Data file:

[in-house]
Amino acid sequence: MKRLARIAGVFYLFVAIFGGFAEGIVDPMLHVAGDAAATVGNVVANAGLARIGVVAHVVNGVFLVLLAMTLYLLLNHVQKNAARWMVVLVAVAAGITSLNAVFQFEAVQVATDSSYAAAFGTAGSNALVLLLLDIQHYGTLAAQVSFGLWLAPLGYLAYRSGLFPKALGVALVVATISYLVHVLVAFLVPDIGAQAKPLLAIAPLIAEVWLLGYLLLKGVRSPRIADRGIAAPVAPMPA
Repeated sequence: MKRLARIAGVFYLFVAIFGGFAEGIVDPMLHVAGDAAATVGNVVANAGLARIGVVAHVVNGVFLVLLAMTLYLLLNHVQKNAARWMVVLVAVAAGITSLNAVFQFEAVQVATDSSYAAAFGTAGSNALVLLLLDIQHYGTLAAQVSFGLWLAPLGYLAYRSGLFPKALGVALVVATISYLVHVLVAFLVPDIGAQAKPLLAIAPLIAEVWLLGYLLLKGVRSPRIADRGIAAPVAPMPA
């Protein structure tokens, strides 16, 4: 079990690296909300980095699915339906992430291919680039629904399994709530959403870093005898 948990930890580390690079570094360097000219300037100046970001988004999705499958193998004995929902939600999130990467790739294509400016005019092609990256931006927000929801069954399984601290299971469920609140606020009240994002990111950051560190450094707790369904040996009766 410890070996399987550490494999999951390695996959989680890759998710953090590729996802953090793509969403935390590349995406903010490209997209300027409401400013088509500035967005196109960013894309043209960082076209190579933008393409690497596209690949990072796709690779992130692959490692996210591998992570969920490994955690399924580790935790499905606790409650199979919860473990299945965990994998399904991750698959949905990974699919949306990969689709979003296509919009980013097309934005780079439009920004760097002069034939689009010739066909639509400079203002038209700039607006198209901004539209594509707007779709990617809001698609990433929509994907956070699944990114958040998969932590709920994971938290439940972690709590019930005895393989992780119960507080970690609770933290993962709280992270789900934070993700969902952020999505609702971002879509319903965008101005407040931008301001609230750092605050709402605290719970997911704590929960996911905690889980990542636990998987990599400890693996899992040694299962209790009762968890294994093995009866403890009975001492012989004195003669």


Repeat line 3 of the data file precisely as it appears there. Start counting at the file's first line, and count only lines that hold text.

Repeated sequence: MKRLARIAGVFYLFVAIFGGFAEGIVDPMLHVAGDAAATVGNVVANAGLARIGVVAHVVNGVFLVLLAMTLYLLLNHVQKNAARWMVVLVAVAAGITSLNAVFQFEAVQVATDSSYAAAFGTAGSNALVLLLLDIQHYGTLAAQVSFGLWLAPLGYLAYRSGLFPKALGVALVVATISYLVHVLVAFLVPDIGAQAKPLLAIAPLIAEVWLLGYLLLKGVRSPRIADRGIAAPVAPMPA